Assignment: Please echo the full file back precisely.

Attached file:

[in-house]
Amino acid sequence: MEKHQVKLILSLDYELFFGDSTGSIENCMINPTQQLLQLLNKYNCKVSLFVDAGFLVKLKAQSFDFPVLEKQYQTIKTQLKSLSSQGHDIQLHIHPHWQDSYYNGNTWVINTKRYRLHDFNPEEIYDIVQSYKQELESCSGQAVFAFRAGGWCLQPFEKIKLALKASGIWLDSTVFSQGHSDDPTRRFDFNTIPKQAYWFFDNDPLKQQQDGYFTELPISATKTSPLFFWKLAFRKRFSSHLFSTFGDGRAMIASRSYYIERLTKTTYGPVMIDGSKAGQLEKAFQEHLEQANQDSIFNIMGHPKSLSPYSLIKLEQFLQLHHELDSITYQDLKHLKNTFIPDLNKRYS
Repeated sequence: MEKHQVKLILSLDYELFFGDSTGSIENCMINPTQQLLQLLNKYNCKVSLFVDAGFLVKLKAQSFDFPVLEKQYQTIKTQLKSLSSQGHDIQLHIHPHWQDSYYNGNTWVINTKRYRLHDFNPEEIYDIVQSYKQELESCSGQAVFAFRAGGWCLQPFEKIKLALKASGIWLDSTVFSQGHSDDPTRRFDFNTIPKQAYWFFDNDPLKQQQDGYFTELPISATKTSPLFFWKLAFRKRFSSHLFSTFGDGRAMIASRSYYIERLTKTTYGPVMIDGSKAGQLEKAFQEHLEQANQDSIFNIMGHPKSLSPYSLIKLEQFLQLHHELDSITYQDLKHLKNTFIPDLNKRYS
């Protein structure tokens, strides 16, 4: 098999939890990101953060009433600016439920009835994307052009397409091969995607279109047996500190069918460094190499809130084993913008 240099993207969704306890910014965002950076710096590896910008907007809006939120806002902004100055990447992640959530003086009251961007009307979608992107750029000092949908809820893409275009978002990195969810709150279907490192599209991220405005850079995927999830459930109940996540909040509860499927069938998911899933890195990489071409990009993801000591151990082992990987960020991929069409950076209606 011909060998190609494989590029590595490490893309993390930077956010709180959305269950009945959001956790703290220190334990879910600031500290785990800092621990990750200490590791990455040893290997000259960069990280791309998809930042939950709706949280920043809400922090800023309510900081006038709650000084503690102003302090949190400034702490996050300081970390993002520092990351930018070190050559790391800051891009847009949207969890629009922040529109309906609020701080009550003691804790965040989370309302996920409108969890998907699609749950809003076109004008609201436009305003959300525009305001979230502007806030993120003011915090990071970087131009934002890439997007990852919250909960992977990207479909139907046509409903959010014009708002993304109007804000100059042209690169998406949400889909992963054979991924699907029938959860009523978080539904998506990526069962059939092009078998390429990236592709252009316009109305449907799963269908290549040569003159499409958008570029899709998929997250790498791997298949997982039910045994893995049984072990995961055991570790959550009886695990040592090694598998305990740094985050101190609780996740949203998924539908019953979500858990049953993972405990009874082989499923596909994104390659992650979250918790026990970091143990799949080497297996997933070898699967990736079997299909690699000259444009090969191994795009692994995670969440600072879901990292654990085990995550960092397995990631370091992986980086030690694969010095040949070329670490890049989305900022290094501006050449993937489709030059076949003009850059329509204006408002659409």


[in-house]
Amino acid sequence: MEKHQVKLILSLDYELFFGDSTGSIENCMINPTQQLLQLLNKYNCKVSLFVDAGFLVKLKAQSFDFPVLEKQYQTIKTQLKSLSSQGHDIQLHIHPHWQDSYYNGNTWVINTKRYRLHDFNPEEIYDIVQSYKQELESCSGQAVFAFRAGGWCLQPFEKIKLALKASGIWLDSTVFSQGHSDDPTRRFDFNTIPKQAYWFFDNDPLKQQQDGYFTELPISATKTSPLFFWKLAFRKRFSSHLFSTFGDGRAMIASRSYYIERLTKTTYGPVMIDGSKAGQLEKAFQEHLEQANQDSIFNIMGHPKSLSPYSLIKLEQFLQLHHELDSITYQDLKHLKNTFIPDLNKRYS
Repeated sequence: MEKHQVKLILSLDYELFFGDSTGSIENCMINPTQQLLQLLNKYNCKVSLFVDAGFLVKLKAQSFDFPVLEKQYQTIKTQLKSLSSQGHDIQLHIHPHWQDSYYNGNTWVINTKRYRLHDFNPEEIYDIVQSYKQELESCSGQAVFAFRAGGWCLQPFEKIKLALKASGIWLDSTVFSQGHSDDPTRRFDFNTIPKQAYWFFDNDPLKQQQDGYFTELPISATKTSPLFFWKLAFRKRFSSHLFSTFGDGRAMIASRSYYIERLTKTTYGPVMIDGSKAGQLEKAFQEHLEQANQDSIFNIMGHPKSLSPYSLIKLEQFLQLHHELDSITYQDLKHLKNTFIPDLNKRYS
């Protein structure tokens, strides 16, 4: 098999939890990101953060009433600016439920009835994307052009397409091969995607279109047996500190069918460094190499809130084993913008 240099993207969704306890910014965002950076710096590896910008907007809006939120806002902004100055990447992640959530003086009251961007009307979608992107750029000092949908809820893409275009978002990195969810709150279907490192599209991220405005850079995927999830459930109940996540909040509860499927069938998911899933890195990489071409990009993801000591151990082992990987960020991929069409950076209606 011909060998190609494989590029590595490490893309993390930077956010709180959305269950009945959001956790703290220190334990879910600031500290785990800092621990990750200490590791990455040893290997000259960069990280791309998809930042939950709706949280920043809400922090800023309510900081006038709650000084503690102003302090949190400034702490996050300081970390993002520092990351930018070190050559790391800051891009847009949207969890629009922040529109309906609020701080009550003691804790965040989370309302996920409108969890998907699609749950809003076109004008609201436009305003959300525009305001979230502007806030993120003011915090990071970087131009934002890439997007990852919250909960992977990207479909139907046509409903959010014009708002993304109007804000100059042209690169998406949400889909992963054979991924699907029938959860009523978080539904998506990526069962059939092009078998390429990236592709252009316009109305449907799963269908290549040569003159499409958008570029899709998929997250790498791997298949997982039910045994893995049984072990995961055991570790959550009886695990040592090694598998305990740094985050101190609780996740949203998924539908019953979500858990049953993972405990009874082989499923596909994104390659992650979250918790026990970091143990799949080497297996997933070898699967990736079997299909690699000259444009090969191994795009692994995670969440600072879901990292654990085990995550960092397995990631370091992986980086030690694969010095040949070329670490890049989305900022290094501006050449993937489709030059076949003009850059329509204006408002659409």